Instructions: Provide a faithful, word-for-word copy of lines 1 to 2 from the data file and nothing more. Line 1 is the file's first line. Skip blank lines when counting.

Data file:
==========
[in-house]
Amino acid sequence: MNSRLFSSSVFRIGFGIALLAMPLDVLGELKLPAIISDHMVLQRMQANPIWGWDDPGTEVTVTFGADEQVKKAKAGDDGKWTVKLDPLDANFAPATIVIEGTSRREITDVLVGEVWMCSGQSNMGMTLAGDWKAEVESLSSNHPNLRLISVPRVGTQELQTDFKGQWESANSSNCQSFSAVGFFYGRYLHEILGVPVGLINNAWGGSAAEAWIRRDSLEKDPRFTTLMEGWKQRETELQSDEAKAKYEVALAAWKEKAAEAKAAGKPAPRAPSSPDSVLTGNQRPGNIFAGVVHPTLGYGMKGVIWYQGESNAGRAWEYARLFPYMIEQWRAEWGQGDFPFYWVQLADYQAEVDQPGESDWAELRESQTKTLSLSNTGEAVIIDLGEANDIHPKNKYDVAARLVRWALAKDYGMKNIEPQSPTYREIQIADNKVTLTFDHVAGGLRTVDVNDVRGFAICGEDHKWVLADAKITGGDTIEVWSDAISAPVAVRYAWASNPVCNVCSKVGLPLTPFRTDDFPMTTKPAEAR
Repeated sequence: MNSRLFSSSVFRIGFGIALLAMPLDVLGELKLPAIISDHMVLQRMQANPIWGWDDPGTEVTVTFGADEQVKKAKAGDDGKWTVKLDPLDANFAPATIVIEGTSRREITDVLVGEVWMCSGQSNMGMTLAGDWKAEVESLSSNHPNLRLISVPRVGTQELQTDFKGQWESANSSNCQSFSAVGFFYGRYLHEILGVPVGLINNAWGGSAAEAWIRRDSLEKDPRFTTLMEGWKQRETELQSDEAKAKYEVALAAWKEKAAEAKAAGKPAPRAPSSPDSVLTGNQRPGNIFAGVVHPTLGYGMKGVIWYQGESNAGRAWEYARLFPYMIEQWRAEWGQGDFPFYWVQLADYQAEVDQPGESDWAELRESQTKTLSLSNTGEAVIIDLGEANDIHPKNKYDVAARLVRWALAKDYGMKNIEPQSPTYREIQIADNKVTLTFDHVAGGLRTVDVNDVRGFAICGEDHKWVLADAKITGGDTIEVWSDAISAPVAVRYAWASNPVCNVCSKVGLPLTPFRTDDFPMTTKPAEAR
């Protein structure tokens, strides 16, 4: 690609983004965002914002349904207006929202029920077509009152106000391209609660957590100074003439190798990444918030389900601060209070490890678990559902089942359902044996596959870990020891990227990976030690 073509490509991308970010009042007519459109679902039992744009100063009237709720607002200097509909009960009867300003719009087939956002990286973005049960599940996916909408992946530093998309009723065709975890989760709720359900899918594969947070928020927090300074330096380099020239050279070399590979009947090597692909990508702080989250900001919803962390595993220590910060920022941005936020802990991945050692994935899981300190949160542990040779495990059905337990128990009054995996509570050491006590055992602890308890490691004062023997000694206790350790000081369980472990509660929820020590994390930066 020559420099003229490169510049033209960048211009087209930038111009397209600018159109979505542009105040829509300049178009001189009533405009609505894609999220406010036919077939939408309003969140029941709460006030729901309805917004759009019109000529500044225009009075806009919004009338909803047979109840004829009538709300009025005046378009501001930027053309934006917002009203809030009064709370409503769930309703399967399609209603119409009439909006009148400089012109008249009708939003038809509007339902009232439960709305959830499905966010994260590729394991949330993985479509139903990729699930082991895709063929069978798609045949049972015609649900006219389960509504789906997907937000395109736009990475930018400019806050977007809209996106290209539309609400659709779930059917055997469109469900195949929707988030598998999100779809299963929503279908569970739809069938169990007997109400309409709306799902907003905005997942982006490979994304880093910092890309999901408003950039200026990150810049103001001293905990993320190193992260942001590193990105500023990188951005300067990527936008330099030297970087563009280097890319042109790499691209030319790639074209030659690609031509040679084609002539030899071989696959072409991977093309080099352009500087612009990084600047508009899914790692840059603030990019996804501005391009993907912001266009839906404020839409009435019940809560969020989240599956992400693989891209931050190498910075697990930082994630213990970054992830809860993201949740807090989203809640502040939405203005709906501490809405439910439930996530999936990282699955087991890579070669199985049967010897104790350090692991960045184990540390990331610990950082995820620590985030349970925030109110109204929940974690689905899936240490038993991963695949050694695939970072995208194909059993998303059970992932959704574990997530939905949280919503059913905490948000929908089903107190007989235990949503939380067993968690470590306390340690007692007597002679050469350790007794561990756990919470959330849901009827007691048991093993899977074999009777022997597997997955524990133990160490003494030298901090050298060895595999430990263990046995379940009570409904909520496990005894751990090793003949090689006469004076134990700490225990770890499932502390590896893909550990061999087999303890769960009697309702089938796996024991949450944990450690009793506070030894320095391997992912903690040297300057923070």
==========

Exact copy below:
[in-house]
Amino acid sequence: MNSRLFSSSVFRIGFGIALLAMPLDVLGELKLPAIISDHMVLQRMQANPIWGWDDPGTEVTVTFGADEQVKKAKAGDDGKWTVKLDPLDANFAPATIVIEGTSRREITDVLVGEVWMCSGQSNMGMTLAGDWKAEVESLSSNHPNLRLISVPRVGTQELQTDFKGQWESANSSNCQSFSAVGFFYGRYLHEILGVPVGLINNAWGGSAAEAWIRRDSLEKDPRFTTLMEGWKQRETELQSDEAKAKYEVALAAWKEKAAEAKAAGKPAPRAPSSPDSVLTGNQRPGNIFAGVVHPTLGYGMKGVIWYQGESNAGRAWEYARLFPYMIEQWRAEWGQGDFPFYWVQLADYQAEVDQPGESDWAELRESQTKTLSLSNTGEAVIIDLGEANDIHPKNKYDVAARLVRWALAKDYGMKNIEPQSPTYREIQIADNKVTLTFDHVAGGLRTVDVNDVRGFAICGEDHKWVLADAKITGGDTIEVWSDAISAPVAVRYAWASNPVCNVCSKVGLPLTPFRTDDFPMTTKPAEAR